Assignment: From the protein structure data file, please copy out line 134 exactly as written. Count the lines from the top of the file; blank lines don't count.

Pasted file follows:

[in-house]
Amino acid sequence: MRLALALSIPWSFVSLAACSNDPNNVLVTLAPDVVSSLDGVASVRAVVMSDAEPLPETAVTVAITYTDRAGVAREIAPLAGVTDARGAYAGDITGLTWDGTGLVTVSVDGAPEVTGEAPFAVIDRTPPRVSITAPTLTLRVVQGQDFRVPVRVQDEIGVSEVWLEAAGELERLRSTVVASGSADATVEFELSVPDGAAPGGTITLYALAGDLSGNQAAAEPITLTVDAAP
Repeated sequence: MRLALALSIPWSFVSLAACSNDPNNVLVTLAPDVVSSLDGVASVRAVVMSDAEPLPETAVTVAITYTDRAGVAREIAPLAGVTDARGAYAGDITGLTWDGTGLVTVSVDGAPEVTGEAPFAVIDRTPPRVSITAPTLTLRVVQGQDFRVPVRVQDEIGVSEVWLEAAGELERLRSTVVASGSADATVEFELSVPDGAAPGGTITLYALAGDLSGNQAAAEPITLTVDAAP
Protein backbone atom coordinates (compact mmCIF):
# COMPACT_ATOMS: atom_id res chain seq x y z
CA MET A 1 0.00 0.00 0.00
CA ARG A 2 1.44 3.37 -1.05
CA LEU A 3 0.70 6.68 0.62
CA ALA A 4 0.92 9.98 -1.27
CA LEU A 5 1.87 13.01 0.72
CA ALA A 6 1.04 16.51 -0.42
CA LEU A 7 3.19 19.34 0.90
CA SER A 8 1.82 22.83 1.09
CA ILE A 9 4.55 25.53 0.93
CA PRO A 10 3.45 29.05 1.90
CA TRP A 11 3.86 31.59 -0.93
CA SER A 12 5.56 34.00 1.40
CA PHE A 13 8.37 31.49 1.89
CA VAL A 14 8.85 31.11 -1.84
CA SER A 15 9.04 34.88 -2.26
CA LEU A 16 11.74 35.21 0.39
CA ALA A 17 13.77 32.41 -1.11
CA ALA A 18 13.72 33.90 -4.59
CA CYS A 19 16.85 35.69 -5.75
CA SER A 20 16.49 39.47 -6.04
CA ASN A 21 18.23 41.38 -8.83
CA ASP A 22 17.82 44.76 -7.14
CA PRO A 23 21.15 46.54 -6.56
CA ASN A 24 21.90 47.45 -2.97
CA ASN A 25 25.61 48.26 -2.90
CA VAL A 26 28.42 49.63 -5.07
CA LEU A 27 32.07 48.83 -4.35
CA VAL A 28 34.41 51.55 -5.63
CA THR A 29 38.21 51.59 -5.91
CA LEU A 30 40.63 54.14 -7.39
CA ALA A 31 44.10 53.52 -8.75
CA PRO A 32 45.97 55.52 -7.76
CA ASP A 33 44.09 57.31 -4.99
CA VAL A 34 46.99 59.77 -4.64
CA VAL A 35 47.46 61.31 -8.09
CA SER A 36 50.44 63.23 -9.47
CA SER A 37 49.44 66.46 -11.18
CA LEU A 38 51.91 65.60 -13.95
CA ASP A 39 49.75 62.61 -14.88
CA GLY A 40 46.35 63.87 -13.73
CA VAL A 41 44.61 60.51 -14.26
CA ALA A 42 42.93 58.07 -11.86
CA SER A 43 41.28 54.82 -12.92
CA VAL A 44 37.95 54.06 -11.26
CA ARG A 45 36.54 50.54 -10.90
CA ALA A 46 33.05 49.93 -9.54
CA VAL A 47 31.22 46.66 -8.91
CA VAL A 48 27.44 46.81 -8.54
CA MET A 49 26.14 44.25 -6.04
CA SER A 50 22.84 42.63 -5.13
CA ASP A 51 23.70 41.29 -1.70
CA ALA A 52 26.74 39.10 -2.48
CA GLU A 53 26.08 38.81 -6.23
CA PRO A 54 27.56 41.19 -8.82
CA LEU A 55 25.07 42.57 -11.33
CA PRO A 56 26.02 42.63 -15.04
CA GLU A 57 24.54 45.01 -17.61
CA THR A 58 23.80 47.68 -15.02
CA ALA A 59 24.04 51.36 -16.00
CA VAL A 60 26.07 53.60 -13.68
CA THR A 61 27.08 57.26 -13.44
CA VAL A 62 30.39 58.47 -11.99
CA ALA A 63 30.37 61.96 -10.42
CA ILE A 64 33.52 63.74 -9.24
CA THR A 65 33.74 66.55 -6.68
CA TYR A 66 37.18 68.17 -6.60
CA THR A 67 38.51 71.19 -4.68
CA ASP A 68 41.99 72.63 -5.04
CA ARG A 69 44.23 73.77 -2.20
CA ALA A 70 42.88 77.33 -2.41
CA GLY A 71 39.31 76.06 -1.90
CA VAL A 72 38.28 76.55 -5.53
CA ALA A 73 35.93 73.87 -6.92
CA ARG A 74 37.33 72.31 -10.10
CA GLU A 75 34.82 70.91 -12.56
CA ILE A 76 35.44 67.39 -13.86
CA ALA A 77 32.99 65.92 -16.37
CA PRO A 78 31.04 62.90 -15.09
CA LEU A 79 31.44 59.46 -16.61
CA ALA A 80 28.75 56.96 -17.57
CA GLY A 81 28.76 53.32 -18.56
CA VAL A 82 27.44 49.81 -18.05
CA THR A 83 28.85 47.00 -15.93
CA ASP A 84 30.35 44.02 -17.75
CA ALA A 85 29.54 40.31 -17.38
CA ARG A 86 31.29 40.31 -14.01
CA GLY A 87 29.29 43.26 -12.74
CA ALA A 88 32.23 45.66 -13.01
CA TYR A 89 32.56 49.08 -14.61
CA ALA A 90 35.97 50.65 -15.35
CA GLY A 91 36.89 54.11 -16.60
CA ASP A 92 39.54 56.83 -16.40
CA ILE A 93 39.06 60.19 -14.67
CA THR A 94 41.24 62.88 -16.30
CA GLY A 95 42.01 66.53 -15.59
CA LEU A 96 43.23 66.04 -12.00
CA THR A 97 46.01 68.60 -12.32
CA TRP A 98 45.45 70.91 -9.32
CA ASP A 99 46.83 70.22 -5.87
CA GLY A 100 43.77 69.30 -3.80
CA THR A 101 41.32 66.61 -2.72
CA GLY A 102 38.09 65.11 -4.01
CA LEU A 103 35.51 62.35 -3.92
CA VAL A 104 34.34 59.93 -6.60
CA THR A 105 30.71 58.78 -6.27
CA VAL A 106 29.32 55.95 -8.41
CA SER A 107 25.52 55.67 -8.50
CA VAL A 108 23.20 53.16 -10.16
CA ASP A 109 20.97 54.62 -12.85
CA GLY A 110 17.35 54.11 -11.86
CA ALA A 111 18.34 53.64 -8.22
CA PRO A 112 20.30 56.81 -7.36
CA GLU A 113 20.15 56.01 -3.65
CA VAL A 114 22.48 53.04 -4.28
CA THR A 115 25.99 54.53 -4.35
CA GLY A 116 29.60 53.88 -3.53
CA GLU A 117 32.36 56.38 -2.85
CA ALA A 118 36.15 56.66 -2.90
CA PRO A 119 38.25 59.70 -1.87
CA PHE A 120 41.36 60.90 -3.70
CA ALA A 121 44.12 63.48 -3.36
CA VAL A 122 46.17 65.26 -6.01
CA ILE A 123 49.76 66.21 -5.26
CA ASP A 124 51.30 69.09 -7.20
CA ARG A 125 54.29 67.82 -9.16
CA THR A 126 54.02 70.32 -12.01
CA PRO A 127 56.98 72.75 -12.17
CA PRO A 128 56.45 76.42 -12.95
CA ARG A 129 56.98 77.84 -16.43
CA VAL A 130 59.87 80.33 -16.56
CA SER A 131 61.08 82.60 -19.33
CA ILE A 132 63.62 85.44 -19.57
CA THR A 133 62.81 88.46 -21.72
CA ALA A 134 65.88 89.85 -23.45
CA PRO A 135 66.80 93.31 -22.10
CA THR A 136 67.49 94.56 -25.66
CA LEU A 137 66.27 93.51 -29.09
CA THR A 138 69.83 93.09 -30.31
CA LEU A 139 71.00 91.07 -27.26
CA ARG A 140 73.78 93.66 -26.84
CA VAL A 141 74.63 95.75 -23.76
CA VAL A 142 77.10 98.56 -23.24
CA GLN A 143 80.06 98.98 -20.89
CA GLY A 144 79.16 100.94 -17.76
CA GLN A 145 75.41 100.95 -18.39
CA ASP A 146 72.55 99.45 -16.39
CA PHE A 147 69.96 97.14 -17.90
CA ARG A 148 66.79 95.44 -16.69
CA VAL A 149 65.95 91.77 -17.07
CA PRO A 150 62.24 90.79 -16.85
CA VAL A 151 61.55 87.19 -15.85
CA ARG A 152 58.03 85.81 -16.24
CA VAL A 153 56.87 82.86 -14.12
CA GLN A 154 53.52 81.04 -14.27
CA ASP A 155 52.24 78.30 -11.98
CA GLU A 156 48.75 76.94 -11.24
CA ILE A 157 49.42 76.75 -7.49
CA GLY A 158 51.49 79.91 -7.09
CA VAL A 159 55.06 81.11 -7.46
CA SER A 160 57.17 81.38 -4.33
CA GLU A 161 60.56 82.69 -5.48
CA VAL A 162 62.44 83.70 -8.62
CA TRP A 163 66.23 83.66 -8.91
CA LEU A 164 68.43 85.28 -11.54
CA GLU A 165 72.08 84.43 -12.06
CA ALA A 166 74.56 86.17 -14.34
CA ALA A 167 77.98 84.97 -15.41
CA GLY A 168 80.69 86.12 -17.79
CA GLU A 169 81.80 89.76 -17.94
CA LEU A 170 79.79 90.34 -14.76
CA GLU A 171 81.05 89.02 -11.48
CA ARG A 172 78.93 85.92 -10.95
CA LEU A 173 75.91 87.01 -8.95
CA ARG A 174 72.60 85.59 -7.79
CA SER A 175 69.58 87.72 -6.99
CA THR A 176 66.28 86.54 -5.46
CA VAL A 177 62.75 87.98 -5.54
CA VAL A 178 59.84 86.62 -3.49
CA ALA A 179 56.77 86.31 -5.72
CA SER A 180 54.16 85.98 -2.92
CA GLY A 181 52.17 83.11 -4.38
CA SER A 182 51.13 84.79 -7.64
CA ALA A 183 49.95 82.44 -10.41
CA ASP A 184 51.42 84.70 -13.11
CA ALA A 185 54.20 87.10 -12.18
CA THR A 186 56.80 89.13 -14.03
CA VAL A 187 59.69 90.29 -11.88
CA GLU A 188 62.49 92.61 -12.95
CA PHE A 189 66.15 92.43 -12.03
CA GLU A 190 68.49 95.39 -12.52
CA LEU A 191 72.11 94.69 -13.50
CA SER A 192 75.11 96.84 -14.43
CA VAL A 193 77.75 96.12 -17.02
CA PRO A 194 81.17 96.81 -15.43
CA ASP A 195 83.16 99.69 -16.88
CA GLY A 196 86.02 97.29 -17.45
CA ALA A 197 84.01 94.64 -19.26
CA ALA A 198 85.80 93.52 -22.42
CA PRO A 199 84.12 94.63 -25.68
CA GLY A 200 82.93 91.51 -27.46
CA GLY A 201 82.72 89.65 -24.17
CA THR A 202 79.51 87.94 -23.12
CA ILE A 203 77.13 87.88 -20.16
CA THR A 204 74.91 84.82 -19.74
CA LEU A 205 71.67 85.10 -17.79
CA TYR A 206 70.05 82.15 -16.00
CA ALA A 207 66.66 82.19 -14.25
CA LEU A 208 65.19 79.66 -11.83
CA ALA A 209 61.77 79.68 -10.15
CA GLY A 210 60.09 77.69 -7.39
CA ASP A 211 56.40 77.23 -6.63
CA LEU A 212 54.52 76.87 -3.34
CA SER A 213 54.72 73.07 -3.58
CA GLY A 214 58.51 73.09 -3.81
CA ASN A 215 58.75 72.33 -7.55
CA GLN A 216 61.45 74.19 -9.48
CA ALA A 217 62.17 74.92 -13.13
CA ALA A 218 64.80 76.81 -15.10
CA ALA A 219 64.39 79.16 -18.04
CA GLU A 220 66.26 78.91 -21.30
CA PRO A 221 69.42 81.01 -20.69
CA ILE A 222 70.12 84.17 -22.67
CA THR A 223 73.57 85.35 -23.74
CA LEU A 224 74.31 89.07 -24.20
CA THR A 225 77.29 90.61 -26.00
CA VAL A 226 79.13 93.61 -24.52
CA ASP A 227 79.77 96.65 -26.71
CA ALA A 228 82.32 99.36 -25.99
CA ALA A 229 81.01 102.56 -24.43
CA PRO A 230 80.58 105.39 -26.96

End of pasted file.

CA ARG A 129 56.98 77.84 -16.43